May 10, 2013
During the summer of 2012, Landscape Architecture major Anthony Buscaino spent a two-month stint at Rikers Island Correctional Facility in New York.
Fortunately it wasn’t as an inmate. Buscaino provided mentoring — and often just a caring ear willing to listen — to inmates as part of the Horticultural Society of New York’s “GreenHouse” program, an initiative dedicated to reducing the rate that inmates return to criminal activity “by offering men and women who are incarcerated an innovative jail-to-street program using horticultural therapy as a tool to prepare them for reentry.”
“I would spend three days a week working with people who were sentenced to a year or less and detainees who had not been sentenced yet — two different gardens with two very distinct inmate populations,” said Buscaino, 21, who will receive his Landscape Architecture bachelor’s degree on May 16. “While it’s designed to teach a helpful skill set, it’s just as much about the process; about giving them the opportunity to express themselves. For me, it was as much about giving them someone to talk to and someone who would listen to them as it was about horticulture — it was a profound experience.”
According to the Horticultural Society of New York, the GreenHouse program, established in 1989, has grown to encompass an educational setting on Rikers Island that includes a greenhouse, a classroom and more than two and a half acres of landscaped gardens, designed and built by inmates. GreenHouse provides remedial education, skill development and vocational training in horticulture — hands-on experience includes designing, installing and maintaining multi-use gardens, and the design and construction of garden fixtures, such as benches and trellises.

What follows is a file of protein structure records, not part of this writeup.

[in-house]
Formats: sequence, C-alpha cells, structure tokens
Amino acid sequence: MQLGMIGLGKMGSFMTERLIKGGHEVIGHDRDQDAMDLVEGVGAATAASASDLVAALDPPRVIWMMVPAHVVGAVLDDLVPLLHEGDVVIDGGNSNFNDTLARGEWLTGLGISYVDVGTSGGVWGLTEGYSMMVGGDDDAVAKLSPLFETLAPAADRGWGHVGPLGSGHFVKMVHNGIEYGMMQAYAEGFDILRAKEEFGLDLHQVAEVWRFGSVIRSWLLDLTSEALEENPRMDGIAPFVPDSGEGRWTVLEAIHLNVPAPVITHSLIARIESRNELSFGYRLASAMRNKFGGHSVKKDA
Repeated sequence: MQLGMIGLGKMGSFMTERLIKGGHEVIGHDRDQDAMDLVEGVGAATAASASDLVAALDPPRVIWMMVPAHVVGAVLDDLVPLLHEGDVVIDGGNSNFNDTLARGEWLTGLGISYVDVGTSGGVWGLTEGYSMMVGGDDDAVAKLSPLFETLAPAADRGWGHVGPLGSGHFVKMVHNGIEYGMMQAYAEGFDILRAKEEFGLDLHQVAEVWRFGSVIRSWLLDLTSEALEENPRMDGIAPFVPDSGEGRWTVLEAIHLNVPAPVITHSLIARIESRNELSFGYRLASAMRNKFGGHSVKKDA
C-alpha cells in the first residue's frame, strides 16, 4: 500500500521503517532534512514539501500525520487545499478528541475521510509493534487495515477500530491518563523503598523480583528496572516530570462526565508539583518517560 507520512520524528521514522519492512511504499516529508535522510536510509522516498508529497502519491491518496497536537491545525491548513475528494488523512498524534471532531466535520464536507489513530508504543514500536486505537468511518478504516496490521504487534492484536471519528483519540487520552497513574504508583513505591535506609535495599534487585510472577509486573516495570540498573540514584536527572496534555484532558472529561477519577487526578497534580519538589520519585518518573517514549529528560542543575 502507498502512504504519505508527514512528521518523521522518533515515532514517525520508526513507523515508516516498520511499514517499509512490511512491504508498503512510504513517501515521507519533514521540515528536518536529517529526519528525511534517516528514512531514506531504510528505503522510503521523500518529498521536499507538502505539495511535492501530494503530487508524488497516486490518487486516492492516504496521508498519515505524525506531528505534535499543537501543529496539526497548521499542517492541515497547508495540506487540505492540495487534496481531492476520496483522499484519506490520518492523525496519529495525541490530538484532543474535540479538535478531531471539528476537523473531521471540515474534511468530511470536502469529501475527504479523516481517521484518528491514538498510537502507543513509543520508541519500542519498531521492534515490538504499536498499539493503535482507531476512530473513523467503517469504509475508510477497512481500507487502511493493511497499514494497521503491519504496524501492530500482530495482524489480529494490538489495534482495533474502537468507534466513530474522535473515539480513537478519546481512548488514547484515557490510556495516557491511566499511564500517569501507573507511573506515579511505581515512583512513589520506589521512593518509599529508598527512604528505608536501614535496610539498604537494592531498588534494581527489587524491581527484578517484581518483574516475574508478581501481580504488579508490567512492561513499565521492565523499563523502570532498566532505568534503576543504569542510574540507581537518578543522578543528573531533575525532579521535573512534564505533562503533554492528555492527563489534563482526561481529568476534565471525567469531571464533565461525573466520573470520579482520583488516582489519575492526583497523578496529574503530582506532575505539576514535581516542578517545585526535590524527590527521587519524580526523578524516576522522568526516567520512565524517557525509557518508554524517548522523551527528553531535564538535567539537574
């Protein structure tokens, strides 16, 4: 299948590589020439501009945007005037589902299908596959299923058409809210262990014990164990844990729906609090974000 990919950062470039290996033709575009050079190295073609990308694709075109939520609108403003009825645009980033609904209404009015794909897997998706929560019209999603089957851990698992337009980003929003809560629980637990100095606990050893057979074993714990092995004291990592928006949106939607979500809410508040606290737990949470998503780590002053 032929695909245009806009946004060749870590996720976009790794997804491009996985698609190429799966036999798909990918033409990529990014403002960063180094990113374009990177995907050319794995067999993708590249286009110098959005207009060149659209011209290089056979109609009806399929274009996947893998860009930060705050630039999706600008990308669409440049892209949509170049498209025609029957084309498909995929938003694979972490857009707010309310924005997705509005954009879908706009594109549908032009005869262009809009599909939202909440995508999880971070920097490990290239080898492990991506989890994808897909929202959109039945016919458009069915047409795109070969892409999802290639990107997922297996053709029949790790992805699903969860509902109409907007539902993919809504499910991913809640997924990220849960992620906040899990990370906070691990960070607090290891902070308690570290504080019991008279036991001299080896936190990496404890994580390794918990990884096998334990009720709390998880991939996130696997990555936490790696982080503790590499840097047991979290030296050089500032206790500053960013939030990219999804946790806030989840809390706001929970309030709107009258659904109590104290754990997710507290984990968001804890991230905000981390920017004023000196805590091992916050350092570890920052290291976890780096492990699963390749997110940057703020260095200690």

“I’d wake up at about 4:30 a.m. to get over to Rikers, but I always found it was worth it. That first day — you don’t really know what to expect — but any preconceptions I might have had went right out the window the same day,” said Buscaino, who is originally from Brooklyn. “Everyone was very friendly and willing to learn and even if they weren’t necessarily getting everything out working in the gardens, they were outside and having a positive experience — in the long run, I think that’s very effective.”
Once inmates complete the GreenHouse program, he said, they have the opportunity to get into a program called GreenTeam, a design-build internship.
“They could be building community gardens or rooftop gardens. I think it really helps give them a head start,” said Buscaino, who was part of Temple’s Best-in-Show winning Philadelphia Flower Show exhibit team during his junior year in 2012.
Buscaino recently provided detailed insight into his GreenHouse experiences at Temple’s TURF-CreWS (Temple Undergraduate Research Forum - Creative Works Symposium) event in April.
“Horticultural therapy is a particular interest of mine, so this was a great fit for me. It really changed my perspective on things — on what I’d like to do and what I’m able to do in landscape architecture or in horticulture,” he said. “While I was at Rikers, I was also working in Manhattan with a professional horticulturist — everything had to be perfect. Going to Rikers was more fulfilling for me. I like the social aspect of landscape architecture — I like the idea of revitalizing neighborhoods, of creating healing gardens; working together to positively impact people and places.”
Buscaino was awarded a Landscape Architecture and Horticulture Faculty Award for his dedication to his craft during Temple University Ambler’s Academic Awards ceremony.
“I was grateful to receive that kind of recognition. The faculty have a lot of practical experience to share — you’re given the tools to approach projects from a lot of different angles,” said Buscaino, who spent the fall semester studying architecture in Rome as part of Temple’s study abroad program. “I originally envisioned going to school for art, but landscape architecture really is art — art that can affect change.”